Expert witnesses, dissociative amnesia, and extraordinary remembering: response to Brand et al.

Lawrence Patihis*, Henry Otgaar, Harald Merckelbach

*Corresponding author for this work

Research output: Contribution to journalLiterature reviewpeer-review

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Brand et al.’s (2018) response—as well as previous works by some of the authors—reveal a recurrent and concerning picture of using lengthy, but flawed, arguments to promote the concept of dissociative amnesia. Our focus here is not so much on the weak-to-moderate correlation between measures of trauma and dissociation—we concentrate more on the weak evidence for dissociative amnesia. If triers of fact accept there is a correlation between trauma and feeling depersonalized or experiencing memory errors, we foresee relatively few legal consequences. However, if the leap is made to accept that trauma causes dissociative amnesia (or dissociative identity disorder) then it opens the door to repressed memory testimony being trusted in the courtroom, which in the past has had negative consequences. The problem with the concept and theory of dissociative amnesia is that there is an easy-to-miss claim of extraordinary remembering that contradicts findings and theories in memory research. Incorrect beliefs in such extraordinary remembering that can have severe repercussions in court. We document some areas of agreement with Brand et al., but reiterate that there is a lack of evidence for the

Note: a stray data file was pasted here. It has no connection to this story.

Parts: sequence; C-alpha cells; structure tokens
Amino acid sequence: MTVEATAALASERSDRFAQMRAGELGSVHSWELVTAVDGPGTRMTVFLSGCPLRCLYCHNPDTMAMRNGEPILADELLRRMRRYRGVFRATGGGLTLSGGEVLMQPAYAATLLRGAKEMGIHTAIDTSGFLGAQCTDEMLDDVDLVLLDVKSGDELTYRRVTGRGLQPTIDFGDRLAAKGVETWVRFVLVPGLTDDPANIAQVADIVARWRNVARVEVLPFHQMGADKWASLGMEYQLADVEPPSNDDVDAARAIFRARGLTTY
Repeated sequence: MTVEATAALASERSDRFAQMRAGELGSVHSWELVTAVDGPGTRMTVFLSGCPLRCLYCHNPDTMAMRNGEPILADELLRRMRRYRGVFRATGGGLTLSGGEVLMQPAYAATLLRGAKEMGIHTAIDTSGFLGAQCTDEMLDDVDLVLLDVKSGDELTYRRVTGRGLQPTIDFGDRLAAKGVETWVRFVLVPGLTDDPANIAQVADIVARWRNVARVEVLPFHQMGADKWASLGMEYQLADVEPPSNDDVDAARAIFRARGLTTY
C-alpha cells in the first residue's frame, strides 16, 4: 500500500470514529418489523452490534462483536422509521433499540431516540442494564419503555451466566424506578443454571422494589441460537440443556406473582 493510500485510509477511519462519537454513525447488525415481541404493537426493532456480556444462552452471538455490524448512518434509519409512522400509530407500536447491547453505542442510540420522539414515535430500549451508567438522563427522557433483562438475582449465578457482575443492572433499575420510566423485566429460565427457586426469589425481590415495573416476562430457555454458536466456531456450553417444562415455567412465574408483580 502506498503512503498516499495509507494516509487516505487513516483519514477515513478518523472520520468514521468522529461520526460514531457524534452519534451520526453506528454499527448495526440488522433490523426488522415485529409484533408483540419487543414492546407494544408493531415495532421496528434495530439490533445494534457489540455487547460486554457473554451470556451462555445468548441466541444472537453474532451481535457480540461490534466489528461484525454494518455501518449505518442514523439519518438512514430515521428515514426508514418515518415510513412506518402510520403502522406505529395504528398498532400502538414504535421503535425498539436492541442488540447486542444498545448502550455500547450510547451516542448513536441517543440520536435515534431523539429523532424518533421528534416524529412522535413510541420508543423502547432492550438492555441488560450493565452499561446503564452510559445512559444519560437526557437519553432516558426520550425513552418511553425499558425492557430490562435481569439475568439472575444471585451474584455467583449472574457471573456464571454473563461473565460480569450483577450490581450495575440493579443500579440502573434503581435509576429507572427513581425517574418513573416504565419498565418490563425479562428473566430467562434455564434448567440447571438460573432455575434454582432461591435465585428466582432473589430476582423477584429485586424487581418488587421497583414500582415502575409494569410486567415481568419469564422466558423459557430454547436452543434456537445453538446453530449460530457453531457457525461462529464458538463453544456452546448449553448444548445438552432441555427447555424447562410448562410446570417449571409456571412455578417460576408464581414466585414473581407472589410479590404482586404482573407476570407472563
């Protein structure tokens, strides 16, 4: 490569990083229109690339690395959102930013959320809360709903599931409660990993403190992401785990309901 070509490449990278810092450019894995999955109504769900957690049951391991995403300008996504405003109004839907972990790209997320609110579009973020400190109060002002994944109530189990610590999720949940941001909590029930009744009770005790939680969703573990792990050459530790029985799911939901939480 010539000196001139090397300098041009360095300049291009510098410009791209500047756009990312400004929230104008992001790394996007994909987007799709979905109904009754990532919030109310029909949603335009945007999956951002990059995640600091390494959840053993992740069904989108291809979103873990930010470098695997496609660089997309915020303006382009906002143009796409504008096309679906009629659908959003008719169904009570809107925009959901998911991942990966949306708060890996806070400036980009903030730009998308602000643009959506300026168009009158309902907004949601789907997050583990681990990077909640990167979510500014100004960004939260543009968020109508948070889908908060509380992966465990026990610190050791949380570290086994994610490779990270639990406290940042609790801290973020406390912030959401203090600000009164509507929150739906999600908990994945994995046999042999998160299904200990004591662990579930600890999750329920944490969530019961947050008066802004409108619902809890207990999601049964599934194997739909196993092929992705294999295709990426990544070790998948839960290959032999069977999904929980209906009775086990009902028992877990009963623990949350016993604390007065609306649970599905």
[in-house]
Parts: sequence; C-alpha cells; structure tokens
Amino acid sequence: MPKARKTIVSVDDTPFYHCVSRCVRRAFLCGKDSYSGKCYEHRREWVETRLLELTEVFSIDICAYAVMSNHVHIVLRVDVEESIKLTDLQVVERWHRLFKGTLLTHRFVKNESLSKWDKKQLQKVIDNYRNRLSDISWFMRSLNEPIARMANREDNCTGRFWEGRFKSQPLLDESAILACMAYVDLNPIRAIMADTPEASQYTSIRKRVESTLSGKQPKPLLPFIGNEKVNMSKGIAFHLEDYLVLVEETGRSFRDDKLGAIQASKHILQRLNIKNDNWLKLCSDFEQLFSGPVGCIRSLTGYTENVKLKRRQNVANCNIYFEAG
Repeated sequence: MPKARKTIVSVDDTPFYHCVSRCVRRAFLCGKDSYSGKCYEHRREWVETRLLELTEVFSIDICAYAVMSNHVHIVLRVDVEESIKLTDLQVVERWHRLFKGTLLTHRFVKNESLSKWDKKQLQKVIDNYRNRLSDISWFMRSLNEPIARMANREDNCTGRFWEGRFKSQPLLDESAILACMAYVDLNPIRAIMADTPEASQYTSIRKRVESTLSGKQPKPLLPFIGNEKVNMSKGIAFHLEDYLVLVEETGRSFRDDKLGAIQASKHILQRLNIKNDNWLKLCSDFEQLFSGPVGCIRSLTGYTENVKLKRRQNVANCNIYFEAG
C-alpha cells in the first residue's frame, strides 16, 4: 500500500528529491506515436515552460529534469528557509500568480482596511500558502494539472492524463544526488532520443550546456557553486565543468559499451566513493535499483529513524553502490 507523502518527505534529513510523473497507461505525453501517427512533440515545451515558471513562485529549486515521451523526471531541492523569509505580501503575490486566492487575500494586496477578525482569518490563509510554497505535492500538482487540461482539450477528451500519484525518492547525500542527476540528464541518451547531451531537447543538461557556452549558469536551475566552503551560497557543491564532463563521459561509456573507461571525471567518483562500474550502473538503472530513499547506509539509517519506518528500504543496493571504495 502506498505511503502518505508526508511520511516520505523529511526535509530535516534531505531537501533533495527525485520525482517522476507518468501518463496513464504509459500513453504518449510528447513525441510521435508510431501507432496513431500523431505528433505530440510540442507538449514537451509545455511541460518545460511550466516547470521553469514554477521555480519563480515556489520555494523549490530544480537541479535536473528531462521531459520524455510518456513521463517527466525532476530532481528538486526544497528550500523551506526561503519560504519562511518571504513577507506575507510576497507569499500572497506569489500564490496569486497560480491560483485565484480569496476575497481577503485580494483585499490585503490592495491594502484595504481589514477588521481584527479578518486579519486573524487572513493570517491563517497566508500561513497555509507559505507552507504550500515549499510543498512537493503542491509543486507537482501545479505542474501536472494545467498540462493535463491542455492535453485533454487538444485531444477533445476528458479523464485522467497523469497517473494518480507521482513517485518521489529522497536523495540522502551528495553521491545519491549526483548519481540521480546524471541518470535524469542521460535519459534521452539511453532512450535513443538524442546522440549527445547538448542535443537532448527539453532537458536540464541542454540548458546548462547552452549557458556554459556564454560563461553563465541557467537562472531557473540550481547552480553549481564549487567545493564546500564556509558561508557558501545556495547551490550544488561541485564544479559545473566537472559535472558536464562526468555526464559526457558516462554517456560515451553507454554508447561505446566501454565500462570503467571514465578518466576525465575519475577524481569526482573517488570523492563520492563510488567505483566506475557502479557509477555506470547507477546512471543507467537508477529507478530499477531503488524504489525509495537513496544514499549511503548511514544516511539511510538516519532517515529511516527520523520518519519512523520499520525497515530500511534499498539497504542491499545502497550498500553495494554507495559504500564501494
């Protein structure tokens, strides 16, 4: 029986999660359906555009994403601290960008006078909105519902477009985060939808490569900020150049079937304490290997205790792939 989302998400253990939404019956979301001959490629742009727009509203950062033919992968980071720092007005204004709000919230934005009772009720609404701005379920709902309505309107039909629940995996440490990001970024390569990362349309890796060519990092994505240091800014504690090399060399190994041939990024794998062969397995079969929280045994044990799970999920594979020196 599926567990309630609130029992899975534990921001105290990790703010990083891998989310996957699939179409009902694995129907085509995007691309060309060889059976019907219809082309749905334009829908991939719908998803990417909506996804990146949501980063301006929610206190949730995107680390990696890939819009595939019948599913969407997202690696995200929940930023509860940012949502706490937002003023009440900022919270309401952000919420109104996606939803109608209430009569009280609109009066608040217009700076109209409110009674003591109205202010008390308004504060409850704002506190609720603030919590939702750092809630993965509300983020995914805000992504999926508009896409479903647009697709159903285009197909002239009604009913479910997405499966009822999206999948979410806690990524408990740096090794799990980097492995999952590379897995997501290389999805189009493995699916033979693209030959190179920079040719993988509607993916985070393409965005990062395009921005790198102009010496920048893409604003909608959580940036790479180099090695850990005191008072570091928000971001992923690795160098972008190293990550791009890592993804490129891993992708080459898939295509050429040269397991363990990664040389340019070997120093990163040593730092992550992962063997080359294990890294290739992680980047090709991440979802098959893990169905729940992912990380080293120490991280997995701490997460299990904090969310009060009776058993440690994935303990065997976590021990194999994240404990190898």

mechanisms proposed in dissociative amnesia.
Original languageEnglish
Pages (from-to)281-285
Number of pages5
JournalPsychological Injury and Law
Issue number3-4
Early online date9 Feb 2019
Publication statusPublished - 1 Dec 2019


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